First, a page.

How has the SDLT rate hike affected the property market?
An Inflation Report from the Bank of England says that recent increases in Stamp Duty Land Tax (SDLT) have effectively ‘put the brakes’ on house sales by deterring house moves because of the additional costs.
The changes did have the desired effect of restricting the second home market (link to other articles) which meant more properties becoming available for first time buyers to buy, by freeing up homes that would otherwise have been rented out by a landlord purchaser.
However, while deterring landlords, owners of more expensive properties are now reluctant to move because of the additional tax costs and the property market has been restricted. The knock-on effect down the chain means that potential buyers of cheaper properties are suffering from a shortage of starter homes.
Land Registry figures show that London’s annual SDLT receipts between 2008/09 and 2015/16 grew by 227%, by 140% in the South East and 124% in the East of England. Other English regions had between 48% and 86% growth during the same period. In 2015-16, residential properties in London accounted for 46.7% of SDLT revenue. The value of SDLT receipts in London increased by £340 million (11.2%) on the previous year and it was the only English region to see an increase. In the same period, non-residential London property accounted for 42.8% revenue.
The London property market has been disproportionately affected by the SDLT rate increases, with fewer Land Registry transactions since the 2016 change. General consensus is that where London leads, the rest of the country will follow. The gloomy outlook predicted by members of the Royal Institution of Chartered Surveyors (RICS) is that there is a risk of greater falling sales volumes than at any time since records began in 1998.
The Bank of England said that the London market had been ‘affected by regulatory and tax changes, and also by lower net migration from the EU.’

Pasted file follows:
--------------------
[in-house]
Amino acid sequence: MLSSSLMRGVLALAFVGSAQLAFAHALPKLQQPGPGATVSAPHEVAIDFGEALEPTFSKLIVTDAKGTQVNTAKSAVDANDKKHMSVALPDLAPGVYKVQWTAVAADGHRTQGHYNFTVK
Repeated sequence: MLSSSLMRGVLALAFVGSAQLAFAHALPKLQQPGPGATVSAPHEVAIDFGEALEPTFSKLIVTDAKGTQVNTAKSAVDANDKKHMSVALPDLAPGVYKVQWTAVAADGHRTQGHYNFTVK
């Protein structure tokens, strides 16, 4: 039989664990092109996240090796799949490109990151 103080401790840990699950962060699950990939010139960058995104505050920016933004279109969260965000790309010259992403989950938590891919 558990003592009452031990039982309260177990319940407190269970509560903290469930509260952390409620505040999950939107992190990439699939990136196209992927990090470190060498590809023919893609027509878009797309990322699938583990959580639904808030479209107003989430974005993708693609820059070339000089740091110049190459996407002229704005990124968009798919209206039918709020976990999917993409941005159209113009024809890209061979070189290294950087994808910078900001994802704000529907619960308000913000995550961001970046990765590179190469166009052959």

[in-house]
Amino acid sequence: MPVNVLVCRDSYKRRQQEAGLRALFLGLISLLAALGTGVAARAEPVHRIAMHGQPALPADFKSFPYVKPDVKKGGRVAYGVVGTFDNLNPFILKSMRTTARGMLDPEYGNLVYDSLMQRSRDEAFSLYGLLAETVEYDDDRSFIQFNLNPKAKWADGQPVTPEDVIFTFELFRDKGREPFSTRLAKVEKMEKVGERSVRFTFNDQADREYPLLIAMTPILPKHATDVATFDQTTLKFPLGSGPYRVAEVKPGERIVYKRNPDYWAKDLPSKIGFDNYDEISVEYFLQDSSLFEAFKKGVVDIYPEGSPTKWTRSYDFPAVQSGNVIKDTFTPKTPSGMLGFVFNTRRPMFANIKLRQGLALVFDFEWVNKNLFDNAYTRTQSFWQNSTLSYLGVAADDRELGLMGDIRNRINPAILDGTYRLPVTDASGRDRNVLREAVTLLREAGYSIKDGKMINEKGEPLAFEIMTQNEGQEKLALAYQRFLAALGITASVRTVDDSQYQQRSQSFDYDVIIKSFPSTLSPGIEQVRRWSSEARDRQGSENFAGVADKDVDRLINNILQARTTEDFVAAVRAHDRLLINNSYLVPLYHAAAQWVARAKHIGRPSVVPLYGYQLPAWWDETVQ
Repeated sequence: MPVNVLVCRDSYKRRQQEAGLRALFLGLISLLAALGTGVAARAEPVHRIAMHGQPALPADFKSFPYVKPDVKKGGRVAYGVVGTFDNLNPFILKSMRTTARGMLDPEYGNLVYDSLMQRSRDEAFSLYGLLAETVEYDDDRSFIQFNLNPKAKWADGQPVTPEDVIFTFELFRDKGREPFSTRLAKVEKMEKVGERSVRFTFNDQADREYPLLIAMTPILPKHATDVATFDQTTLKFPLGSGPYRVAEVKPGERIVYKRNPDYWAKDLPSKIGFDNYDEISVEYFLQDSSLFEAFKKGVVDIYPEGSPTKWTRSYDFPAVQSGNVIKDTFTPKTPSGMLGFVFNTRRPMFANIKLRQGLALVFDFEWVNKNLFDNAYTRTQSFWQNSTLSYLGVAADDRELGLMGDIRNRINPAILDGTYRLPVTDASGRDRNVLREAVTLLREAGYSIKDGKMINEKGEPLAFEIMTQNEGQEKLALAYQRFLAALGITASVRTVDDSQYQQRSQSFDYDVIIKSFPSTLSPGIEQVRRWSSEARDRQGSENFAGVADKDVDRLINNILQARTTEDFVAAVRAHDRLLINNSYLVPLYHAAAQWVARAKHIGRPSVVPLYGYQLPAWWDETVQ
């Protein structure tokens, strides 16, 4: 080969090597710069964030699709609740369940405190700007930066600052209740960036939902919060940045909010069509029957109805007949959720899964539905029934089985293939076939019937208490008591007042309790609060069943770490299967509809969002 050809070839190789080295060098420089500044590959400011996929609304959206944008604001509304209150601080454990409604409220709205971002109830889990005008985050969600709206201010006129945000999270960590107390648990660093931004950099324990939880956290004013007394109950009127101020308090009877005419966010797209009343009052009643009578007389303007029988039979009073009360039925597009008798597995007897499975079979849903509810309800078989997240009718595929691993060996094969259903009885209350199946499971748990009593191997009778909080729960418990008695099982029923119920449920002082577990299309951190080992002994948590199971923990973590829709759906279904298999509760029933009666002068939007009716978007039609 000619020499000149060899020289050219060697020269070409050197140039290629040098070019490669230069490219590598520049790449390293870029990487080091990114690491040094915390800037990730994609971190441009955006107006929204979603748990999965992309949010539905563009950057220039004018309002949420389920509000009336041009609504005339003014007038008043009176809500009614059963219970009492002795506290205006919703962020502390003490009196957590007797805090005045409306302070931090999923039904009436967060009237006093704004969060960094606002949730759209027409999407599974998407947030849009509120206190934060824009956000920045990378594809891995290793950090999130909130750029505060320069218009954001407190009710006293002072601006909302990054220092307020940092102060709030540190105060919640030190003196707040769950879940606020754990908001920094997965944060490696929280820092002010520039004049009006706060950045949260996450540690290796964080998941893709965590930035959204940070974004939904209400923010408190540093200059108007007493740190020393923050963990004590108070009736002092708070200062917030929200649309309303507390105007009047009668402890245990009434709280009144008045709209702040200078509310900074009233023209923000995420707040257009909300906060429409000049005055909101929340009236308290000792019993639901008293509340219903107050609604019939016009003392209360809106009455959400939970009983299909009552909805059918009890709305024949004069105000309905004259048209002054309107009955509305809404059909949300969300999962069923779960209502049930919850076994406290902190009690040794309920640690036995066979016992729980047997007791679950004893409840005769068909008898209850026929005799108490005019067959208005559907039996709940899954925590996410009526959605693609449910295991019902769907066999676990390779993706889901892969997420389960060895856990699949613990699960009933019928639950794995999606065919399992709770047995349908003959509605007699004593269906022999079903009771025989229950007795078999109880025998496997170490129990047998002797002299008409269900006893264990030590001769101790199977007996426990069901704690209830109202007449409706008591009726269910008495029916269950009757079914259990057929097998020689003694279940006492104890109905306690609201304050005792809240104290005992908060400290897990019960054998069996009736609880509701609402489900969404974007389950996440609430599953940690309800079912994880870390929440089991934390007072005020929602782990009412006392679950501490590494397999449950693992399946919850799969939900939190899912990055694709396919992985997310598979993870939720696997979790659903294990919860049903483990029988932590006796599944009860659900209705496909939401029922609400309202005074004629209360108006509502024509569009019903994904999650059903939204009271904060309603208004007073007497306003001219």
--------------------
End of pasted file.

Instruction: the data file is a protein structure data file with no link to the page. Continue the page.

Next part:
Investment by wealthy professional migrants has historically been a key driver of London’s property market.
The Inflation Report said that ‘London house price inflation was also materially above income growth between 2014 and early 2016, reducing affordability. The slowdown in house price inflation has been more modest in other parts of the UK so far, although surveys such as the RICS suggest a fairly widespread deterioration in market sentiment.’
The average UK property is worth £230,630 currently, while the typical London home is worth £472,901.
While consumer confidence in the housing market had already begun to flounder before the Brexit vote, it is thought that the changes in SDLT began the process.
Experts have said that the housing market had already taken a turn for the worse before Britain voted to leave the EU. They argue that Mr Osborne’s tinkering was the main cause of the slowdown.
The contrast between resilient consumer spending and a subdued housing market in recent years could be because the latter reflects market‑specific issues, such as affordability. It could also be because lower confidence in the general economic situation is relatively more important for large, hard‑to‑reverse purchases than for day‑to‑day expenditure.
What is Stamp Duty?
Stamp Duty was initially introduced to the UK in June 1694, when it was used to pay for the war against France. The levy was so successful in raising additional money that it became a permanent tax.
Stamp Duty Land Tax (SDLT), as we now know it, came into effect with the Finance Act 2003 and replaced the previous system. SDLT applies to all English and Northern Irish property purchases of houses, flats, other buildings and land in the UK from the low water mark. Scotland replaced stamp duty with the Land and Buildings Transaction Tax (LBTT) and Wales replaced it with Land Transaction Tax (LTT). The tax is similar in Scotland and Wales to SDLT, but there are different taxation thresholds.
How much is SDLT?
Homebuyers in England have been put off purchasing more expensive properties by the rises in SDLT since December 2014.
The rise increased the tax for anyone buying a main residence property worth over £925,000 to 10%, and properties worth over £1.5 million to 12%. The duty rose again in April 2016, when a flat 3% surcharge was added to the SDLT rate for second home purchases valued at £40,000 or higher.
So, if you sell your main residence and replace it with a new main residence home for £300,000, you will pay: 0% on the first £125,000, 2% on the band £125,000 to £250,000 and 5% on the remainder, equating to a total of £5,000 in stamp duty land tax.
However, if the property you are buying for £300,000 is not your main residence, you will pay: 3% on the first £125,000, 5% on the band £125,000 to £250,000 and 8% on the remainder, equating to a total of £14,000 in stamp duty land tax.
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